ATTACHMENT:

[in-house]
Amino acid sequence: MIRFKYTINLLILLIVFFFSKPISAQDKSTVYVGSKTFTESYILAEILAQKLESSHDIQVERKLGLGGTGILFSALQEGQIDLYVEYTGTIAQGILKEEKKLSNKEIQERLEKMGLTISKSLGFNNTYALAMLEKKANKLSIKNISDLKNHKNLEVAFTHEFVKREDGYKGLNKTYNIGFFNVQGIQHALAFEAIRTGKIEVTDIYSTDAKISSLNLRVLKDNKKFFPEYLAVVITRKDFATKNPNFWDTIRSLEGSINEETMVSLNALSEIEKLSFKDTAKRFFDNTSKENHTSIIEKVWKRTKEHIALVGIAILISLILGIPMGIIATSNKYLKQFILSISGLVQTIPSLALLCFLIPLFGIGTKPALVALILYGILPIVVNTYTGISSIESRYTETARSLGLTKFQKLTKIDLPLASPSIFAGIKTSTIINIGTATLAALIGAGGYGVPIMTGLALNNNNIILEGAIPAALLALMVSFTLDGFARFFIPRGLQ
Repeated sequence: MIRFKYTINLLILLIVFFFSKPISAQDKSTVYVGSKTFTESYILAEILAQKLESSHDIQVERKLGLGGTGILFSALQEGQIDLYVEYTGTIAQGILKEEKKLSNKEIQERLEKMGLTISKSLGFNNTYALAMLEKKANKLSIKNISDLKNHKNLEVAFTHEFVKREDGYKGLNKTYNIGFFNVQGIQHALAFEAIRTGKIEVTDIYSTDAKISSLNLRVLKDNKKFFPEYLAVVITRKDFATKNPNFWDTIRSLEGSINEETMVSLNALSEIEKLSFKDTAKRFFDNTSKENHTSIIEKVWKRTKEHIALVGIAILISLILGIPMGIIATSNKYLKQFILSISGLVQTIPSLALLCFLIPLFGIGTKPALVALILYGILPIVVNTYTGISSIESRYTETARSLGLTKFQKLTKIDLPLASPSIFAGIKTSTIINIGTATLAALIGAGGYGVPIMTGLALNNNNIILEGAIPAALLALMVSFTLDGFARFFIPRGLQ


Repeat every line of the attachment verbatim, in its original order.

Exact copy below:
[in-house]
Amino acid sequence: MIRFKYTINLLILLIVFFFSKPISAQDKSTVYVGSKTFTESYILAEILAQKLESSHDIQVERKLGLGGTGILFSALQEGQIDLYVEYTGTIAQGILKEEKKLSNKEIQERLEKMGLTISKSLGFNNTYALAMLEKKANKLSIKNISDLKNHKNLEVAFTHEFVKREDGYKGLNKTYNIGFFNVQGIQHALAFEAIRTGKIEVTDIYSTDAKISSLNLRVLKDNKKFFPEYLAVVITRKDFATKNPNFWDTIRSLEGSINEETMVSLNALSEIEKLSFKDTAKRFFDNTSKENHTSIIEKVWKRTKEHIALVGIAILISLILGIPMGIIATSNKYLKQFILSISGLVQTIPSLALLCFLIPLFGIGTKPALVALILYGILPIVVNTYTGISSIESRYTETARSLGLTKFQKLTKIDLPLASPSIFAGIKTSTIINIGTATLAALIGAGGYGVPIMTGLALNNNNIILEGAIPAALLALMVSFTLDGFARFFIPRGLQ
Repeated sequence: MIRFKYTINLLILLIVFFFSKPISAQDKSTVYVGSKTFTESYILAEILAQKLESSHDIQVERKLGLGGTGILFSALQEGQIDLYVEYTGTIAQGILKEEKKLSNKEIQERLEKMGLTISKSLGFNNTYALAMLEKKANKLSIKNISDLKNHKNLEVAFTHEFVKREDGYKGLNKTYNIGFFNVQGIQHALAFEAIRTGKIEVTDIYSTDAKISSLNLRVLKDNKKFFPEYLAVVITRKDFATKNPNFWDTIRSLEGSINEETMVSLNALSEIEKLSFKDTAKRFFDNTSKENHTSIIEKVWKRTKEHIALVGIAILISLILGIPMGIIATSNKYLKQFILSISGLVQTIPSLALLCFLIPLFGIGTKPALVALILYGILPIVVNTYTGISSIESRYTETARSLGLTKFQKLTKIDLPLASPSIFAGIKTSTIINIGTATLAALIGAGGYGVPIMTGLALNNNNIILEGAIPAALLALMVSFTLDGFARFFIPRGLQ